Yatora Yaguchi is a walking contradiction, embodying what are usually the mutually exclusive extremes of the teenaged delinquent and the honor student. He spends his nights hanging out with his friends, smoking “socially”, watching the game, and binging on ramen for breakfast, then dons his tie and blazer and pulls off straight As in class. There is a simple theme unifying his paradoxical way of life though: Yatora does what others expect of him. He is a people-pleaser. It just so happens that the people he wants to please are two very different groups: his tough guy friends and his parents who, it is implied, are relying on him to secure a scholarship to finance his post-secondary education. But an after-school encounter in the art room with a painting in progress and a former friend challenges Yatora to consider a different way of life—one where he discovers and pursues his passions instead; one where he can have real conversations with people for the first time in his life about how he sees the world, what brings him joy, and what he would like to pour his heart and soul into. And so begins Yatora’s ‘blue period’ of exploring the possibilities hidden in a single color of paint. Let’s hope it proves just as fruitful as Picasso’s, but without the depression.
This is a well-crafted show: the writing is strong, the art is appropriately well-done, and the characters are rich. Yatora’s willingness to rethink his entire philosophy in the face of one encounter with a painting and an experience with blue paint is a little sudden and not completely convincing, but I’m willing to suspend disbelief because, well, his approach to life up until that point was just so sadly cynical that I want to see him find some genuine enjoyment in life. And hopefully some deep human connection too, which he seems to lack with his pals and ’rents. But which maybe he once had with his friend Ryuuji, who now goes by Yuka-chan, a member of the art club, or Mori-senpai, the artist behind the painting that so arrested Yatora’s attention that evening after school. The series is set to explore themes of socioeconomic hardship, gender identity, and the search for meaning and purpose—and it looks set to do so in a thoughtful way.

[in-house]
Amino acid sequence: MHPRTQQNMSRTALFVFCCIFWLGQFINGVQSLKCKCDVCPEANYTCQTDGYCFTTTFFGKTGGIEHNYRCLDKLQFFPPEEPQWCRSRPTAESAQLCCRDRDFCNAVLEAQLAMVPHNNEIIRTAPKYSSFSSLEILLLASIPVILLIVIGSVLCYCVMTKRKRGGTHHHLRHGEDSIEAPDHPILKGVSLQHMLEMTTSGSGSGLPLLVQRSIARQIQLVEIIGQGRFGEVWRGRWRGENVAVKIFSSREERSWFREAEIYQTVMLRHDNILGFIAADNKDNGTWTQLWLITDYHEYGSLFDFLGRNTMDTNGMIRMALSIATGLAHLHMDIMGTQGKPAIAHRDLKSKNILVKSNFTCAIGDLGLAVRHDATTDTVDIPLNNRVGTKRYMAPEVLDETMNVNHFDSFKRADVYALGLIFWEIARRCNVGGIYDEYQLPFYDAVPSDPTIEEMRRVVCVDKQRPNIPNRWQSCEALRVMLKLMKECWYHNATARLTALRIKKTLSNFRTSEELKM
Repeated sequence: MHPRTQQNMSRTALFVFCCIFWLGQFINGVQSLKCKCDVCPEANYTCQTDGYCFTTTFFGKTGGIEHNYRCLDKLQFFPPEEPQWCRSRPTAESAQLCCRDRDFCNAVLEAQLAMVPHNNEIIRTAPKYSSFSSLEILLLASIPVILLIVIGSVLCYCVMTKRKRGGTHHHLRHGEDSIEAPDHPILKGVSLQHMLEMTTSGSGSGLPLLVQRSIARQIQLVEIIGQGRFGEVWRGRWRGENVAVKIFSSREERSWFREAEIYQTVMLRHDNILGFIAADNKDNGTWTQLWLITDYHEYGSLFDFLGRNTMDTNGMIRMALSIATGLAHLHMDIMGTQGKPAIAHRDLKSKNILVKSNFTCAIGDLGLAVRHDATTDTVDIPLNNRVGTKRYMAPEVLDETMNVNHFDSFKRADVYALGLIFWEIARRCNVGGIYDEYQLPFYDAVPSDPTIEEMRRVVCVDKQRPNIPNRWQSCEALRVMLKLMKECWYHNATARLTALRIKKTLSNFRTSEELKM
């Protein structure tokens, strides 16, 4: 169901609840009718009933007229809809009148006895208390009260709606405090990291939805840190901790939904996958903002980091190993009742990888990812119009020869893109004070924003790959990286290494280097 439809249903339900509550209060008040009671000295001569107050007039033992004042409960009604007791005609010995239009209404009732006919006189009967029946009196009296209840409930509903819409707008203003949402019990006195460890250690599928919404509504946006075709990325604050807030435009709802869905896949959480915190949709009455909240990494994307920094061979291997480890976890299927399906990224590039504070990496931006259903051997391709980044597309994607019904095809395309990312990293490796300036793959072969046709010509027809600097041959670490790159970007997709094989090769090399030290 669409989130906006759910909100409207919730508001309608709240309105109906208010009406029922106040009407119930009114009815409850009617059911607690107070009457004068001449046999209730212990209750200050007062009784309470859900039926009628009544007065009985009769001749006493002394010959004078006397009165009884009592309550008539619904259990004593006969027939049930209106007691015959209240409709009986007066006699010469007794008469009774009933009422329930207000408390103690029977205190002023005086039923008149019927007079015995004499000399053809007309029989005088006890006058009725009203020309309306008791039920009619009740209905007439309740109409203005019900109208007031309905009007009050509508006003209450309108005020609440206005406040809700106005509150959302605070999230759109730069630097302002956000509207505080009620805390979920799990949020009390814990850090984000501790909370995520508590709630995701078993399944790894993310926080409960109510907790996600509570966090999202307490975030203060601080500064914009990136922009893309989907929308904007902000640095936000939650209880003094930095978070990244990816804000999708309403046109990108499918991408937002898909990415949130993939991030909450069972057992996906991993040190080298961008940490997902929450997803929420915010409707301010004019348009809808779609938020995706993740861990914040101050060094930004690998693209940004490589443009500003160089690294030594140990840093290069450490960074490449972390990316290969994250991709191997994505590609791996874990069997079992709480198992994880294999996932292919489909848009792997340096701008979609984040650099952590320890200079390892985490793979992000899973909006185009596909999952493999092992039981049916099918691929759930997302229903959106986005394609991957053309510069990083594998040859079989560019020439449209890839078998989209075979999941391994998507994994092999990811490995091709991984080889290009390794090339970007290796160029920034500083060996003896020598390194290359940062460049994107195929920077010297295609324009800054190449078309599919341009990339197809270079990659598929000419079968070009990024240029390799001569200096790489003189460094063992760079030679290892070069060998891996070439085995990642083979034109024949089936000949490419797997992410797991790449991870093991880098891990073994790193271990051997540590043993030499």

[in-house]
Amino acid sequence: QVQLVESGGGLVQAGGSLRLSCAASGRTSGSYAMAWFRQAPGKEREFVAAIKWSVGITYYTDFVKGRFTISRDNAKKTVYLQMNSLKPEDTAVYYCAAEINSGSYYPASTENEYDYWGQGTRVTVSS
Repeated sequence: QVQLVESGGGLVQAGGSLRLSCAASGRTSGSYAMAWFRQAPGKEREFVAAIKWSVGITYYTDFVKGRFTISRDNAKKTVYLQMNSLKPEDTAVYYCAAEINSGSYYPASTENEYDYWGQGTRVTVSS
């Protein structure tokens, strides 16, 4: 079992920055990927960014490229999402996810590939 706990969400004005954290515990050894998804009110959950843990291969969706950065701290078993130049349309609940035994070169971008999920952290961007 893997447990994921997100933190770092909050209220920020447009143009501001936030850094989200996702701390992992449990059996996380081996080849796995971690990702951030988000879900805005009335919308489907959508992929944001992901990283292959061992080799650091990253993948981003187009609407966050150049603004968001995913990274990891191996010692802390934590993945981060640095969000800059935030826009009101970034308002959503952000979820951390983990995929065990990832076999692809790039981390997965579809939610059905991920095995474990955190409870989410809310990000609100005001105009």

But the main reason I’ll be tuning in next week is the art teacher. Maybe it’s because I’m at that point in life where I identify more with the teachers than the students in stories set in high schools, but I find that among the diverse and well-drawn cast of characters, Saeki-sensei is the real gem of the episode. With her, we finally have an adult in a high school anime who is more than a one note character. She is instead a well-rounded, multi-faceted chameleon. Saeki-sensei does what every good teacher should do, but which is nevertheless rare: she meets her students where they are at. When she’s first introduced, she seems pretty ditzy and maybe a bit of a pervert—but this is because she is attuned to her audience: a group of male delinquents whom she is trying to engage in making art. So if that means playing along with the one dude’s joke, when tasked with painting his favorite scenery, that it is to be found just below his girlfriend’s face, well, play along she will. Later though, we see her practical, instructional side, when she shows a cool head for figures and offers strategic advice to art club hopefuls keen on applying to costly university art programs. Later still, she reveals her charisma when discussing the purposefulness of art, opening her eyes (which had been squinched up cheerily until then) and encouraging Yatora’s budding passion in serious tones. For her part, Saeki-sensei’s philosophy is that risk-taking and following one’s passion is the province of youth, and that Yatora sounds altogether too much like an adult. I am very interested to see if we get a bit more backstory on her, and learn from whence springs her well of wisdom: is she advising out of her own approach to life—tried, tested and true—or out of the mistakes she made and the regrets she must now live with? Saeki-sensei, I look forward to seeing you next week!
Blue Period can be streamed weekly on Netflix.
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